50 Curiosidades ¿la conocias? 1. Comer una bolsa de frituras al día es equivalente a beber cinco litros de aceite de cocina al año. 2. 3. 4. 5. 6. 7. 8. 9. 10. 11. 12. 13. 14. 15. 16. 17. 18. 19. 20. 21. 22. 23. 24. 25. 26. 27. 28. 29. 30. 31. 32. 33. 34. 35. 36. 37. 38. 39. 40. 41. 42. 43. 44. 45. 46. 47. 48. 100 tazas de cafe tomadas en un lapso de cuatro horas tecnicamente pueden causar la muerte. 49. 50. Espero que se hayan informado

Extraordinary Brush-Less Paintings Amy Shackleton, who is only 25-years-old, is a unique artist. While her paintings use tons and tons of paint, she doesn't use paintbrushes to create them! Rather, she squeezes paint onto canvases and then allows the paint to naturally drip. She then rotates the canvas to control the direction of the drips, making her paintings appear natural yet controlled. The subjects of many of her paintings are also quite interesting. They often feature a blend of the natural world and the man-made world, such as a river in the streets, trees growing with skyscrapers and cities in mountainous ranges. We were so intrigued by her process that we decided to ask Amy some questions. When did you first know that you wanted to become a professional artist? As a child, I taught myself the basics by drawing and sketching in my free time. Your process is so unique. I worked on unstretched canvas at first, so the surface was flexible and I could move it whichever way I wanted. How do you stay creative?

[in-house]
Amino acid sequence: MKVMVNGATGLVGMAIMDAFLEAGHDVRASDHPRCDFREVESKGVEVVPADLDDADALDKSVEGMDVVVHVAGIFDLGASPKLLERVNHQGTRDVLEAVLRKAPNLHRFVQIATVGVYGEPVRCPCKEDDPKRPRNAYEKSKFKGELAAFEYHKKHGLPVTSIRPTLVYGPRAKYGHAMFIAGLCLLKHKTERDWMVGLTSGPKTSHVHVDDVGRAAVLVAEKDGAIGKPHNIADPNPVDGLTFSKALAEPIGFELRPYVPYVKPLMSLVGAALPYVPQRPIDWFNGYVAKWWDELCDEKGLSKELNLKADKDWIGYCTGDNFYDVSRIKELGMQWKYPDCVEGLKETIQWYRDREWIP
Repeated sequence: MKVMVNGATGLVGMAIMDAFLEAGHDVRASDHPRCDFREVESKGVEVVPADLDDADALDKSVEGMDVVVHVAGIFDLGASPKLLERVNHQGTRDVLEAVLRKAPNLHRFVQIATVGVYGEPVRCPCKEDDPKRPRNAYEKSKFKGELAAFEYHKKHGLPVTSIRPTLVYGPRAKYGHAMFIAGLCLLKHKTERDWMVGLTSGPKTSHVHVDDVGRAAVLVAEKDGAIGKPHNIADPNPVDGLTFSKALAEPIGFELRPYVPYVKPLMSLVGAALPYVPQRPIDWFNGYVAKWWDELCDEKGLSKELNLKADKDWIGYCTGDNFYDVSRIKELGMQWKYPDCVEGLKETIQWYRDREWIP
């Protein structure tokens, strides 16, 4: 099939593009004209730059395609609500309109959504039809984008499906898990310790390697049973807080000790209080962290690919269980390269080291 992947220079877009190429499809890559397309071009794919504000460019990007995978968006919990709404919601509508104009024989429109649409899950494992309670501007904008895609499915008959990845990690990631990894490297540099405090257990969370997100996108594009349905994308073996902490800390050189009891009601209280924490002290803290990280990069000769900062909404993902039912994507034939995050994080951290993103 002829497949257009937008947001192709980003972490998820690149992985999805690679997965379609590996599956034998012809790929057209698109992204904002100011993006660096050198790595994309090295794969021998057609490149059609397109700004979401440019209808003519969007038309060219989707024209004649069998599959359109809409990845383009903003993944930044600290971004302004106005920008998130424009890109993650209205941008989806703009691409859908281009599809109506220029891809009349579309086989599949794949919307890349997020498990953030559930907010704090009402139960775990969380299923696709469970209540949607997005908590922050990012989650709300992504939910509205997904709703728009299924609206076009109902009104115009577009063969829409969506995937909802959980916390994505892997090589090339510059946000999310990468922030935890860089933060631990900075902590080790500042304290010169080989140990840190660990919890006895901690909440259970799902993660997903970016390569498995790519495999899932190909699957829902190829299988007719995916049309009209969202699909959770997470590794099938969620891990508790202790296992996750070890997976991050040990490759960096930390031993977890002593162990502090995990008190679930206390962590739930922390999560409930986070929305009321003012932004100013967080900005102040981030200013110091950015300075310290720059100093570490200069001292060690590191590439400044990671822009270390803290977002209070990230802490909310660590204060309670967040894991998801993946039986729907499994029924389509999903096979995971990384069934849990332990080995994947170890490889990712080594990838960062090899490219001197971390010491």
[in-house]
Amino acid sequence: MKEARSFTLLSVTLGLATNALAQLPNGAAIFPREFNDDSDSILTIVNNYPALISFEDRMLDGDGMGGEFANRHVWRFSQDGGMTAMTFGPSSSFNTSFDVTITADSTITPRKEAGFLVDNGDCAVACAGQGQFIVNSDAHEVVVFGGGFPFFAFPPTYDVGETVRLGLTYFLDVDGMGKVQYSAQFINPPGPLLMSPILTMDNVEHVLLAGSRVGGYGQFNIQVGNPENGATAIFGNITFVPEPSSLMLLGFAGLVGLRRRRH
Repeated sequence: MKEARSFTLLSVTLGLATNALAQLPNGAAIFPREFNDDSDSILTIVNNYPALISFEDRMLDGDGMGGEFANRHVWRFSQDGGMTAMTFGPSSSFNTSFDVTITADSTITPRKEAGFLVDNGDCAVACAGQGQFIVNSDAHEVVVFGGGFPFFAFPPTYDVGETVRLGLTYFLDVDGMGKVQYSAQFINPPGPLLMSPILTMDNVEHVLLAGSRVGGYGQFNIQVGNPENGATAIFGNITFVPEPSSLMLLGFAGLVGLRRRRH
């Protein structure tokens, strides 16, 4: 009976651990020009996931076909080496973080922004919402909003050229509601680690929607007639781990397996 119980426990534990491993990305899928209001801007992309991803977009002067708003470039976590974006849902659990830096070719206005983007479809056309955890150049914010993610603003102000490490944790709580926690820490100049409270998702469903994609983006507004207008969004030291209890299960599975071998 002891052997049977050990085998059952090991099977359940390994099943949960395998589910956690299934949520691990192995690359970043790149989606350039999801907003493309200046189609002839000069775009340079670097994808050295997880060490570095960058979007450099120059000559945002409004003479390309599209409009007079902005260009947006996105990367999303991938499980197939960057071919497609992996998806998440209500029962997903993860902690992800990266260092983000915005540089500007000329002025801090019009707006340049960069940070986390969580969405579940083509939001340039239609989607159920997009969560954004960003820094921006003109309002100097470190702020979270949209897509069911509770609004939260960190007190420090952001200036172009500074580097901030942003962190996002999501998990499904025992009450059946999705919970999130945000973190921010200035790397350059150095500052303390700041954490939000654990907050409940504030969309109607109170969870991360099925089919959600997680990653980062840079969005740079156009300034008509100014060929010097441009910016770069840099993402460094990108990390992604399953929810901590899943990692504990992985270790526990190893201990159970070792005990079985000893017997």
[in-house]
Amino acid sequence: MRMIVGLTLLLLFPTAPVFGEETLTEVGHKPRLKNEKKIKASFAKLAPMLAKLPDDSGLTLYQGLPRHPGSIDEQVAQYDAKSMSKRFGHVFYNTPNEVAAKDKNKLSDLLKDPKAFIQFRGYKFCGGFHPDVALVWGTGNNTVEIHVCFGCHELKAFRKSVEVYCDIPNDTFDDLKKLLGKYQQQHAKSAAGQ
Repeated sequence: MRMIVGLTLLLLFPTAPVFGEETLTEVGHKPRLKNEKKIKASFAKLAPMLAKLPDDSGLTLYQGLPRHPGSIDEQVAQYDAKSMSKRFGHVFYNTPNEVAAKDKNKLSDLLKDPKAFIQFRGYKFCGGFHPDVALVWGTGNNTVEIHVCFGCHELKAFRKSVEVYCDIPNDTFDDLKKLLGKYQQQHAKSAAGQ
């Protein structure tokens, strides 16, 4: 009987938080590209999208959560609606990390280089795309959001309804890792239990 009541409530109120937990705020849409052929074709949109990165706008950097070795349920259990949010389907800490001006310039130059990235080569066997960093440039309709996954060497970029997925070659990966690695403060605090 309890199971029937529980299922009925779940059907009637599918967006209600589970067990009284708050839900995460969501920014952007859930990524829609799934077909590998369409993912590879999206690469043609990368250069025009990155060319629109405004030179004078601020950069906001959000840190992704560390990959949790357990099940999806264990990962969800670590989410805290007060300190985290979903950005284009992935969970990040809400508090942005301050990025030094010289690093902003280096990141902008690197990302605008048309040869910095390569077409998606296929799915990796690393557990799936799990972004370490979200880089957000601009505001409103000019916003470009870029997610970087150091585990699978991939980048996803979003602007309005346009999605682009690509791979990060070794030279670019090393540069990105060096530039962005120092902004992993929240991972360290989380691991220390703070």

15 Astounding Facts Funny This is a selection of some of the most astounding facts. For example, did you know that Starbuck spends more on health insurance for its employees than on coffee beans? Found this on Nedhardy. Share